The name “Dekarisu” comes from “dekai” — “huge” — and “Tetris”, written phonetically as “Tetorisu” in Japanese. In katakana, “Tetris” and “Dekarisu” look pretty similar, too —「テトリス」and「デカリス」— so you can see how the name works. It’s a pretty good name.
It was released in the West as Tetris Giant. What a boring localisation! Couldn’t they have gone with Megatris or something? Gigantris? Megalopotris? Anyway…
It’s big Tetris
This looks like a pretty silly novelty game: it’s Tetris with a big joystick. But it’s surprisingly fun because it really makes you feel big, an effect achieved thanks to a couple of points of design.
First, it has a small play area — six squares by seven instead of 10 by 20. This makes each piece seem bigger, since it takes up such a large portion of the play area. So how come you feel big? Shouldn’t you feel smaller by comparison as you manipulate these giant pieces? Well, in my eyes those pieces are player characters: you are those blocks! Each tetrimino in turn is a player character because it manifests the abilities of the player in the game world. The logical characteristics of what you can and can’t do while each piece is active are bound up in the shape of the piece and how it compares to the landscape of the existing stack. It’s your manifestation in the world of the game, and so it’s the player character.
Second, the massive controls make you feel big, too. How, though? Surely, these should make you feel small, like a hamster on an Astro City button panel, right? Strangely enough, no. The effect in fact is that the tetriminos are no longer something you move with your fingertips but something you move with your whole body. Now you really are a giant Tetris piece, dancing with your entire being across the grid of play! The joysticks aren’t heavy, but you do still shift your body weight a tiny bit as you click them around, and they’ve got force feedback. So if you’re a Tetris piece, can you still be big? Maybe not bigger than you usually are — who can say? — but big for a Tetris piece, yes.
Trust me: it works. Playing Bigtris makes you feel big.
Enormtris prompts some interesting contributions to two discussions that have grown out of other game centre posts.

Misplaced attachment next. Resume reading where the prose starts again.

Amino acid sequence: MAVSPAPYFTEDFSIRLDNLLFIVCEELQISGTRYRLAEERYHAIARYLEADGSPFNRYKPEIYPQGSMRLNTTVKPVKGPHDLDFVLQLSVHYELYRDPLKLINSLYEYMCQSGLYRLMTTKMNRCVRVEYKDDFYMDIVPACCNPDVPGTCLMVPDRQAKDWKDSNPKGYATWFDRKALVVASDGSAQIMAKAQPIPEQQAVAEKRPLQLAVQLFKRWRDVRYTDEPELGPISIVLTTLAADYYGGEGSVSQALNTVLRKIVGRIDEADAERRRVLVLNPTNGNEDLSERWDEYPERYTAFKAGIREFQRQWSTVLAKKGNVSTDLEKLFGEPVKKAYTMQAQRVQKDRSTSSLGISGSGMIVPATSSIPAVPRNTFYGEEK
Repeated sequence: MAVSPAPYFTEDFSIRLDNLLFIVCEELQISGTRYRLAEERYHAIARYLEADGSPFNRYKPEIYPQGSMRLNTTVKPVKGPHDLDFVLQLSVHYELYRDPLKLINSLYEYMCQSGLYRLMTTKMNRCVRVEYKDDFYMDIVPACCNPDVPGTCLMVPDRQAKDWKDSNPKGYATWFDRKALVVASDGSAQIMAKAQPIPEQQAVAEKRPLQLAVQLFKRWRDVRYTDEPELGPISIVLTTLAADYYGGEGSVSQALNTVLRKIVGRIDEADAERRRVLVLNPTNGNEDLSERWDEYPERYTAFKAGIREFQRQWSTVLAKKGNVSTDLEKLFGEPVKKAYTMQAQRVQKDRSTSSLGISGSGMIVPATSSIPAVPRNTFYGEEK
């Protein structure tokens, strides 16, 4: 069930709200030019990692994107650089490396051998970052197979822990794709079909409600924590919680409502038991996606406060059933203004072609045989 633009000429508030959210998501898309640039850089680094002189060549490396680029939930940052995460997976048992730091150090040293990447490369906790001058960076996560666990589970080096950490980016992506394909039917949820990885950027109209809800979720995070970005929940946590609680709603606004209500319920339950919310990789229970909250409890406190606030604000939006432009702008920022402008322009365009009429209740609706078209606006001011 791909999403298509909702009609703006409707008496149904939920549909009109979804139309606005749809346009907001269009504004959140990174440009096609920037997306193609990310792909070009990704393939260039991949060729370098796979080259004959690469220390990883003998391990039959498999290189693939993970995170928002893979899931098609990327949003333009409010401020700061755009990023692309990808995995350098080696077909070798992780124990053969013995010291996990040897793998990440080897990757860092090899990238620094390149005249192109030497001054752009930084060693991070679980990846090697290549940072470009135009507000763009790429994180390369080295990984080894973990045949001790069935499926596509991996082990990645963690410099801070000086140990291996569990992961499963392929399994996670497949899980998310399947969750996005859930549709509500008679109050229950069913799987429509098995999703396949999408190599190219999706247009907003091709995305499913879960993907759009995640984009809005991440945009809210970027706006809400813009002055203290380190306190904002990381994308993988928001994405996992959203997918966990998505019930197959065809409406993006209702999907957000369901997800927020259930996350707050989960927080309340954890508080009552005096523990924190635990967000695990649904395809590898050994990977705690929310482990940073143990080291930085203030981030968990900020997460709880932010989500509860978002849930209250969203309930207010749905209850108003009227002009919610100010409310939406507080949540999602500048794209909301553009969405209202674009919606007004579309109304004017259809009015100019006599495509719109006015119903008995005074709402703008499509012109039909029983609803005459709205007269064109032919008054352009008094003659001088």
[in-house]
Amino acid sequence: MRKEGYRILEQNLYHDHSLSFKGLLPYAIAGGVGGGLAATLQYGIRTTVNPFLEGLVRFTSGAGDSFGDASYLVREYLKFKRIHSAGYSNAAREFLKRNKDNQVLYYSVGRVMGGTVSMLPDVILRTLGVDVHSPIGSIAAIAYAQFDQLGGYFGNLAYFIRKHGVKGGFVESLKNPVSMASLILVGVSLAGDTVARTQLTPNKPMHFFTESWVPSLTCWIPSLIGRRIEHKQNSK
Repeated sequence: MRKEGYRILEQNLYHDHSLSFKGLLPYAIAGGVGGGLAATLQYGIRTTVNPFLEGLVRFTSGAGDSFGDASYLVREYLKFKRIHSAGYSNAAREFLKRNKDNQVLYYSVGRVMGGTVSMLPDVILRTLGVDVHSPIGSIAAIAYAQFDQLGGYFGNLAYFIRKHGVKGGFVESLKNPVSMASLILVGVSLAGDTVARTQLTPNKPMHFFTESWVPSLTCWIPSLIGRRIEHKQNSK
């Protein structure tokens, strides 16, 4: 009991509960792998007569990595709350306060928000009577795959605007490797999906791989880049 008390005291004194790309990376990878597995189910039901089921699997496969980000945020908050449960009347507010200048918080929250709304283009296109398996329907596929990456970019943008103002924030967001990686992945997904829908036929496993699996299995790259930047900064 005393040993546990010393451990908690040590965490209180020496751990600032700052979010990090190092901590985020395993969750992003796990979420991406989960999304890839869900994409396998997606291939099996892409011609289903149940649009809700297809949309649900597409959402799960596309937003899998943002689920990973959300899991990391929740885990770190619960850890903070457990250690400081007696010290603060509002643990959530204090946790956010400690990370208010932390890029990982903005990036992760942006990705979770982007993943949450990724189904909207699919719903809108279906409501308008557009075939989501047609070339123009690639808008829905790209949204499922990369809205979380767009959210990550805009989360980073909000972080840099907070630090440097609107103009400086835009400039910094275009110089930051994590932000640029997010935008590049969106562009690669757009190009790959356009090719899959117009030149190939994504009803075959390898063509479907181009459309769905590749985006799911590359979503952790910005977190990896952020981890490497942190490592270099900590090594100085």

First, some machines I’ve looked at have raised the question of what can even count as a videogame. Speed Basketball, Punch Mania, and Taco Harry all seem to have a lot going on that isn’t about staring at a screen and clicking buttons. Have they crossed some kind of line, no longer to be discussed as videogames? The main difference between Humongtris and normal Tetris is just a jumbo joystick. Making a plastic thing on the cabinet bigger hardly seems like a very videogamey alteration, but nonetheless, it’s somehow strangely affecting: thanks to that little tweak, you get your whole body into the game and identify with it differently. Does this example encourage us to permit videogames to explore the mechanical as much as the electronic? If Jumbotris is on the videogames side of the line, does it constitute a clue about where the line might be?
Second, a simple giant joystick is so effective that it demonstrates the potential of elaborate cabinets. I was a little disappointed that both the appearance and motion of Space Harrier’s famous sit-in cabinet were completely out of line with the game on the screen. Novel as it was, it detracted more from the game than it added. Meanwhile Mobile Suit Gundam lent a theme-park-ride thrill to the ceremony of the game more than it added anything to the playing of it. I did love both of those games, but here a silly augmentation of the joystick adds so much value that I’ll now be on the lookout for cabinets that can add novelty, ceremony, and substance to a game all at once.
And it’s cheap
I highly recommend playing this if you see it. It’s a total success: intuitive, playable, deep, and presented with great humour. And at ¥100 for two credits, you really shouldn’t walk past it if you’re with a friend.
“Tetris Giant”, though? Pfff…
Next time, something you’ve definitely heard of, but did you know it also used to have a giant button?
(See all postcards from the game centre here.)
Photographer and writer covering Tokyo arcade life – the videogames, the metropolis and the people